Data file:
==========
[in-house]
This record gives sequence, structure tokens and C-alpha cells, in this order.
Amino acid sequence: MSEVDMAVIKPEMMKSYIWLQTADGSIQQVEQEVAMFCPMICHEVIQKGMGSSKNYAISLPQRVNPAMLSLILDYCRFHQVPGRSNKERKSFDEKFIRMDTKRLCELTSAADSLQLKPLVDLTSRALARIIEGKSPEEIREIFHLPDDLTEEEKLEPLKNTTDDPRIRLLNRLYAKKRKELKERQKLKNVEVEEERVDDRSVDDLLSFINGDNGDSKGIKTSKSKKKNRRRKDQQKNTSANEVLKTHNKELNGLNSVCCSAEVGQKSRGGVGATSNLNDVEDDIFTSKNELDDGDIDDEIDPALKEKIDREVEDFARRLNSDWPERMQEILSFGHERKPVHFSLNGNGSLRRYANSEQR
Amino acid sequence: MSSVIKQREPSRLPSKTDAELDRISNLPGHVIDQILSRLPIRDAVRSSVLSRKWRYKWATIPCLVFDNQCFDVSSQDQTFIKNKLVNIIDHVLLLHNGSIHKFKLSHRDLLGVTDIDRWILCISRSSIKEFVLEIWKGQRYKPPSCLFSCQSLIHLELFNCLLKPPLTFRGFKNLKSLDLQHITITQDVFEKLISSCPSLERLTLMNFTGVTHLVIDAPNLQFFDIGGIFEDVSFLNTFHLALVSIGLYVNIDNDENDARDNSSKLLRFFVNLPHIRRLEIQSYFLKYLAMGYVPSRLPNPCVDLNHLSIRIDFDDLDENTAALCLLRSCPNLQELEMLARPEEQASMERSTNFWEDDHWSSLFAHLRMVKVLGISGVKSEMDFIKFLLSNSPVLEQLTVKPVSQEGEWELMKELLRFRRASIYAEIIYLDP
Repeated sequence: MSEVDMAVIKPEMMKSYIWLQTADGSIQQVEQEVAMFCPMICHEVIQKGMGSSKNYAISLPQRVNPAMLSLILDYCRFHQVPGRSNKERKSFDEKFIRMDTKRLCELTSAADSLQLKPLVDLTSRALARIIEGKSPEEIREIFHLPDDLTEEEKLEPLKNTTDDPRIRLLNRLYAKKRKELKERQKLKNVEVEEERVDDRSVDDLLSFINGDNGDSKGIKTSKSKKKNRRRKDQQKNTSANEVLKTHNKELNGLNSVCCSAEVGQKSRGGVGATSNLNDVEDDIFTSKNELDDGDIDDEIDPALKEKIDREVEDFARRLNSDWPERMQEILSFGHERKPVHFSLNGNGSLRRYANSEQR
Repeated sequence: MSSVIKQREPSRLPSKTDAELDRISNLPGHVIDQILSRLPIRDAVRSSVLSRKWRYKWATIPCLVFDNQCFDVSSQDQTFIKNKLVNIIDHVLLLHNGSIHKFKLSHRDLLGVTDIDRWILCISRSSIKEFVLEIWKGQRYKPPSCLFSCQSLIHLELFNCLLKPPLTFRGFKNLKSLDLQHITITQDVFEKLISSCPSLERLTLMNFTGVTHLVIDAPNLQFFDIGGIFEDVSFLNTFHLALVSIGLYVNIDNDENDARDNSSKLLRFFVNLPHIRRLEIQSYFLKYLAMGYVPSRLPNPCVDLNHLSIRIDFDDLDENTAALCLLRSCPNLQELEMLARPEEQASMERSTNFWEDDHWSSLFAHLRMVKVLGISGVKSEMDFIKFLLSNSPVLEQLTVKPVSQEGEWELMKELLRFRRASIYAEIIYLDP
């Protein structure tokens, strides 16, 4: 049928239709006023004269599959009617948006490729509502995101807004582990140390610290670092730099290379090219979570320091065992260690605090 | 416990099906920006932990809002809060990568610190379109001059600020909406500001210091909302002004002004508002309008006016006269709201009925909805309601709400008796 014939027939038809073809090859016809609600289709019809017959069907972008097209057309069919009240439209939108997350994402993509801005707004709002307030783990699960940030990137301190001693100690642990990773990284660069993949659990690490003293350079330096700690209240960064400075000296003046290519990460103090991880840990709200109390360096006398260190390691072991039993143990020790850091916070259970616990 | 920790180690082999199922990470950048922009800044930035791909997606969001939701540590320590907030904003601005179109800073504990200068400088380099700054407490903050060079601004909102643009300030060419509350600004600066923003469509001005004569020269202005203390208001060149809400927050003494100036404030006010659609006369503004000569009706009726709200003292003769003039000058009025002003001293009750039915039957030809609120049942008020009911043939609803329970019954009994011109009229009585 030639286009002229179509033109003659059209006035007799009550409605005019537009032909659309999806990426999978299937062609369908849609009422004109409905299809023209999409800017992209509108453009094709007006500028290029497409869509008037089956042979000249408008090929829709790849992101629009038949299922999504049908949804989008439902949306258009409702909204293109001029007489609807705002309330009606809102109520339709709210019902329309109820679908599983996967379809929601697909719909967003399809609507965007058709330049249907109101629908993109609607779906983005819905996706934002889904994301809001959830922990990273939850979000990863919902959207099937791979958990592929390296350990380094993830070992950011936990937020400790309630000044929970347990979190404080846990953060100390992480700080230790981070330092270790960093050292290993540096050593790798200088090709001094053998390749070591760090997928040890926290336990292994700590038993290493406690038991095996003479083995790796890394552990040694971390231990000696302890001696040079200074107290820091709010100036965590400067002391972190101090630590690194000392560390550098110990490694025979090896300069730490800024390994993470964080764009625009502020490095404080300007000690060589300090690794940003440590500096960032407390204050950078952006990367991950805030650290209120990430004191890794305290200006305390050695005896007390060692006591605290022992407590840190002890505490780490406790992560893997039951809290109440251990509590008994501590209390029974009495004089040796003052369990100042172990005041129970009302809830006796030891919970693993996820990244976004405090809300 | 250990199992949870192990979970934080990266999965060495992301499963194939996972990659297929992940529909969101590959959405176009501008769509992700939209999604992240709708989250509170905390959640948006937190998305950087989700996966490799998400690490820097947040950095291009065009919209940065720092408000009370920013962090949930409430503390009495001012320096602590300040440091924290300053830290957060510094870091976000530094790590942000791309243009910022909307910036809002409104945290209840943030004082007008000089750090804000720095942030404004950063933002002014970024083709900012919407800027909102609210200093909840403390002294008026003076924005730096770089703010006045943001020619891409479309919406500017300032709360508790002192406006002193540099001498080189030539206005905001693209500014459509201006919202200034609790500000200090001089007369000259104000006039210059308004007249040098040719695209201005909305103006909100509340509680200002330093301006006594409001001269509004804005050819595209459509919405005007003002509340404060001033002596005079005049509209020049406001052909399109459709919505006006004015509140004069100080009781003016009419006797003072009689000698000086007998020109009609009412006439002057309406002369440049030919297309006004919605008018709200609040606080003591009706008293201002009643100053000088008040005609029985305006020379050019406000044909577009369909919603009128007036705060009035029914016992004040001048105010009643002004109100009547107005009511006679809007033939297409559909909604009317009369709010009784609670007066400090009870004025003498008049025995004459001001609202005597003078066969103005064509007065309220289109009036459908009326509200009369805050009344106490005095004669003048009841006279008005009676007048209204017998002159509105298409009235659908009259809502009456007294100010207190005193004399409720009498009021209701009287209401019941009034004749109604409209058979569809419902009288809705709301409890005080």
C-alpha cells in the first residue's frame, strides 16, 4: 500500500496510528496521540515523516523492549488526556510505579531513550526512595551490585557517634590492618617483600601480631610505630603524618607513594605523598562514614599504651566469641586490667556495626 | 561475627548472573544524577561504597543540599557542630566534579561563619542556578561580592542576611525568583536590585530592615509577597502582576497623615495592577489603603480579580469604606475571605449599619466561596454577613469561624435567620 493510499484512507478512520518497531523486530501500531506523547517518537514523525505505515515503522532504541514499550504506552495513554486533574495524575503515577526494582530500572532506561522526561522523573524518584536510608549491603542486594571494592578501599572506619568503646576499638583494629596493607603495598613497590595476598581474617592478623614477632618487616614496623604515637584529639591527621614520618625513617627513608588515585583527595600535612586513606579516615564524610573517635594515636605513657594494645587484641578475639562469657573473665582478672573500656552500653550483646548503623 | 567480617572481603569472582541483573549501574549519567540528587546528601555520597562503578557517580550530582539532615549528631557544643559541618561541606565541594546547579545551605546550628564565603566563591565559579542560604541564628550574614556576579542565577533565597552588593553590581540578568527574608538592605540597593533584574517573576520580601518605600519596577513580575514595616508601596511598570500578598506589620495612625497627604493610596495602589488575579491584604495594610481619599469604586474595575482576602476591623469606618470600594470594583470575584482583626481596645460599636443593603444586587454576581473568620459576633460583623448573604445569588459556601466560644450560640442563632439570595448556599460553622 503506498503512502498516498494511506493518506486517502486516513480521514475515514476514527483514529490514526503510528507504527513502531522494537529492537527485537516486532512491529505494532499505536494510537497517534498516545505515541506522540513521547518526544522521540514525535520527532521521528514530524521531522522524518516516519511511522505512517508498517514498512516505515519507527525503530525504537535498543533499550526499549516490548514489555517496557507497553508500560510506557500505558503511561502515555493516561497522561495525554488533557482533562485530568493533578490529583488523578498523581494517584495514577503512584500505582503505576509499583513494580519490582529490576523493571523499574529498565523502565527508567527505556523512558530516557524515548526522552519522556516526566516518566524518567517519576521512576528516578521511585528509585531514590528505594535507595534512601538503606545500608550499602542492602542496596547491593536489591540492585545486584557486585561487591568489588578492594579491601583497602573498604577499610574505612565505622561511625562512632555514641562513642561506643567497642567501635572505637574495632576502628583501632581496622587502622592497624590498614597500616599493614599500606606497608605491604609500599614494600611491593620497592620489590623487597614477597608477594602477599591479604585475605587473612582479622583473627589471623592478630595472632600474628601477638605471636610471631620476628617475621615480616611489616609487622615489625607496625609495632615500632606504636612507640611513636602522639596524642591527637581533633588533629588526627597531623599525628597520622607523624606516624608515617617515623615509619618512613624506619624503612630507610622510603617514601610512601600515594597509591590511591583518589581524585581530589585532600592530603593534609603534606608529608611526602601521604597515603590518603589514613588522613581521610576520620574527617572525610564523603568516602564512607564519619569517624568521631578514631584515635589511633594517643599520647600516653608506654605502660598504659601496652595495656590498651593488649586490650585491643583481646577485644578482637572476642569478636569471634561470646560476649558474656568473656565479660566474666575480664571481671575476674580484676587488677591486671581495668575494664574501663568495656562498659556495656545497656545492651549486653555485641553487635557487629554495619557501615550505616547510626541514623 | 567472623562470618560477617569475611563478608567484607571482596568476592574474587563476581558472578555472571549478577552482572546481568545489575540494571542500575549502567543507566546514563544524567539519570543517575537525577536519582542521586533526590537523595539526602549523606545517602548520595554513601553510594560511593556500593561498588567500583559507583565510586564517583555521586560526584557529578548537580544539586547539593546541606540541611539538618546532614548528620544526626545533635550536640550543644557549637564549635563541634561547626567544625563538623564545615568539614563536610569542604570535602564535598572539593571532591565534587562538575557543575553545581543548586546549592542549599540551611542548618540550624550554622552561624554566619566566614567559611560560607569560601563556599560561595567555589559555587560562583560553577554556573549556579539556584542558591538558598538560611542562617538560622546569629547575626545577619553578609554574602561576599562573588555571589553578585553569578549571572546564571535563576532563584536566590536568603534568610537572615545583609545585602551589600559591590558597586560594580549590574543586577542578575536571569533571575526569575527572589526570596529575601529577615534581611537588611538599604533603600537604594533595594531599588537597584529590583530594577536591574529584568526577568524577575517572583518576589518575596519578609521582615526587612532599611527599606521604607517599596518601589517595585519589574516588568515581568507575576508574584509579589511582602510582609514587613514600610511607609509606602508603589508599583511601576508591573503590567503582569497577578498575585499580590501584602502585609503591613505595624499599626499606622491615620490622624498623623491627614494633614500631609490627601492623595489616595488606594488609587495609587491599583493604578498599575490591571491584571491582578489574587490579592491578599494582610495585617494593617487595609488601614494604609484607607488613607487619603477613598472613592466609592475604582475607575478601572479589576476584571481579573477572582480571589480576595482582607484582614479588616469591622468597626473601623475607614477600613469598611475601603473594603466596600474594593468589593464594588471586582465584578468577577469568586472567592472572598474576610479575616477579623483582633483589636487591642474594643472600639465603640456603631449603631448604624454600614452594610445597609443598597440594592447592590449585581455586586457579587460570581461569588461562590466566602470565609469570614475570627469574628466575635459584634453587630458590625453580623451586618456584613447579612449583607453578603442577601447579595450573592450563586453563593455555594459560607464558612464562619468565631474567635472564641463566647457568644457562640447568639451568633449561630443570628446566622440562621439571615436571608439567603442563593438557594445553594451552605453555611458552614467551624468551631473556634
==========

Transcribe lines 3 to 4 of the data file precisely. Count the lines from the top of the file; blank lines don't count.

Amino acid sequence: MSEVDMAVIKPEMMKSYIWLQTADGSIQQVEQEVAMFCPMICHEVIQKGMGSSKNYAISLPQRVNPAMLSLILDYCRFHQVPGRSNKERKSFDEKFIRMDTKRLCELTSAADSLQLKPLVDLTSRALARIIEGKSPEEIREIFHLPDDLTEEEKLEPLKNTTDDPRIRLLNRLYAKKRKELKERQKLKNVEVEEERVDDRSVDDLLSFINGDNGDSKGIKTSKSKKKNRRRKDQQKNTSANEVLKTHNKELNGLNSVCCSAEVGQKSRGGVGATSNLNDVEDDIFTSKNELDDGDIDDEIDPALKEKIDREVEDFARRLNSDWPERMQEILSFGHERKPVHFSLNGNGSLRRYANSEQR
Amino acid sequence: MSSVIKQREPSRLPSKTDAELDRISNLPGHVIDQILSRLPIRDAVRSSVLSRKWRYKWATIPCLVFDNQCFDVSSQDQTFIKNKLVNIIDHVLLLHNGSIHKFKLSHRDLLGVTDIDRWILCISRSSIKEFVLEIWKGQRYKPPSCLFSCQSLIHLELFNCLLKPPLTFRGFKNLKSLDLQHITITQDVFEKLISSCPSLERLTLMNFTGVTHLVIDAPNLQFFDIGGIFEDVSFLNTFHLALVSIGLYVNIDNDENDARDNSSKLLRFFVNLPHIRRLEIQSYFLKYLAMGYVPSRLPNPCVDLNHLSIRIDFDDLDENTAALCLLRSCPNLQELEMLARPEEQASMERSTNFWEDDHWSSLFAHLRMVKVLGISGVKSEMDFIKFLLSNSPVLEQLTVKPVSQEGEWELMKELLRFRRASIYAEIIYLDP